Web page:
Plants often bulbose; bulb coat membranous. Stems usually branching, straight. Leaves: basal withering; blade linear-attenuate. Inflorescences subumbellate, 1-4-flowered. Flowers erect; perianth pinkish or bluish gray, infrequently with longitudinal gray stripe, open, campanulate; sepals invested near gland, with yellowish, distally enlarged or branching, gland-tipped hairs, base sometimes marked with dull purple, apex acuminate; petals with median blotch usually surrounded by yellow zone, ± equaling sepals, base sometimes marked with dull purple; glands round to lunate, depressed, surrounded with narrow, deeply fringed membrane, densely covered with short, distally branching hairs; filaments shorter than anthers; anthers oblong-lanceolate, apex obtuse to acute. Capsules erect, linear-oblong, 3-angled, apex acute. Seeds flat. 2n = 18. Flowering late spring--summer. Dry soils; 1100--2700 m; Ariz., N.Mex., Utah.
FNA 2002, Kearney and Peebles 1969, Wiggins 1964
Duration: Perennial Nativity: Native Lifeform: Forb/Herb General: Often bulbose perennial, stems usually branching and straight, 10-30 cm, producing bulblets in axils of lower leaves. Leaves: Few, alternate, linear attenuate blades, becoming rolled in age, 1-3 mm wide, lower 10-15 cm long, basal leaves withering. Flowers: Terminal subumbellate, 1-4 flowered, with pinkish or bluish gray perianth, rarely with a longitudinal gray stripe, open, campanulate; flowers subtended by 2-3 leafy bracts, 3 lanceolate sepals near glad, with yellowish, distally enlarged or branching gland-tipped hairs, base sometimes dull purple, apex acuminate; petals 3, 30-45 mm long, with median blotch surrounded by yellow zone, base sometimes marked with purple, gland semicircular and horizontally elongate; anthers with blunt or broadly pointed tips. Fruits: Erect capsule, linear oblong, 3-angled, with an acute apex. Ecology: Found in dry soils from 3500-9000 ft (1067-2743 m); flowers April-August. Notes: Can be told apart from other species the genera by the elongate gland surrounded by hairs, the blunt or broadly pointed anthers, and by the bulblets that sometimes appear on the lower stem. Ethnobotany: Unknown, but other species in the genera were used for food. Etymology: Calochortus is Greek, meaning beautiful herb, while ambiguus means doubtful or of uncertain identity. Synonyms: Calochortus watsonii var. ambiguus Editor: SBuckley, 2010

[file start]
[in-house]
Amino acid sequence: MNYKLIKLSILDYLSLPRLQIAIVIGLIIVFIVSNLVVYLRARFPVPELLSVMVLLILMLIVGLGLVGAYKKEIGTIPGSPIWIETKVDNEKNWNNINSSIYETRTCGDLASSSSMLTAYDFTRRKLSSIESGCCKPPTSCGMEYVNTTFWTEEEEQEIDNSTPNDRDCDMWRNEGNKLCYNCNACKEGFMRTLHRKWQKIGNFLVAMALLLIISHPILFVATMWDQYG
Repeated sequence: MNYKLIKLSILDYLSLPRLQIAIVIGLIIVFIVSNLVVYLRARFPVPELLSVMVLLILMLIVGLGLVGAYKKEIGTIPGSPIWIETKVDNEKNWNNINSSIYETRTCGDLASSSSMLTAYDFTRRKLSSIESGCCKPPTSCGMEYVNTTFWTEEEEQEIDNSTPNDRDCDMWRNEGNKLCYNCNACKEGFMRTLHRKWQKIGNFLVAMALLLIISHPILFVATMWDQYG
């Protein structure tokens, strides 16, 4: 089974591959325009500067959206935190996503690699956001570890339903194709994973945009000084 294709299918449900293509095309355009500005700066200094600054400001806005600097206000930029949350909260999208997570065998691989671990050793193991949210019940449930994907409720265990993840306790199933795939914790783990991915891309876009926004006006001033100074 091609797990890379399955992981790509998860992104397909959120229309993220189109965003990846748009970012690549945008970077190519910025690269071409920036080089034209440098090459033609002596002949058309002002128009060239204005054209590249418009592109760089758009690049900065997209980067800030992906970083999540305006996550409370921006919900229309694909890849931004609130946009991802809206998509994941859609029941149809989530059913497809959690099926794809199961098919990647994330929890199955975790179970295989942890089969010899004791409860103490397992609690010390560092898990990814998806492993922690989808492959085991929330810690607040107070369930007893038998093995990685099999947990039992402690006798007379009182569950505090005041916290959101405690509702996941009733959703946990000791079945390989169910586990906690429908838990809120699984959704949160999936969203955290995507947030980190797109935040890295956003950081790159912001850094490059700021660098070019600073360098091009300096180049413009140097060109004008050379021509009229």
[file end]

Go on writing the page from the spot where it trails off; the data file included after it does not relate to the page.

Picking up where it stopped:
Citation: The vPlants Project. vPlants: A Virtual Herbarium of the Chicago Region. http://www.vplants.org
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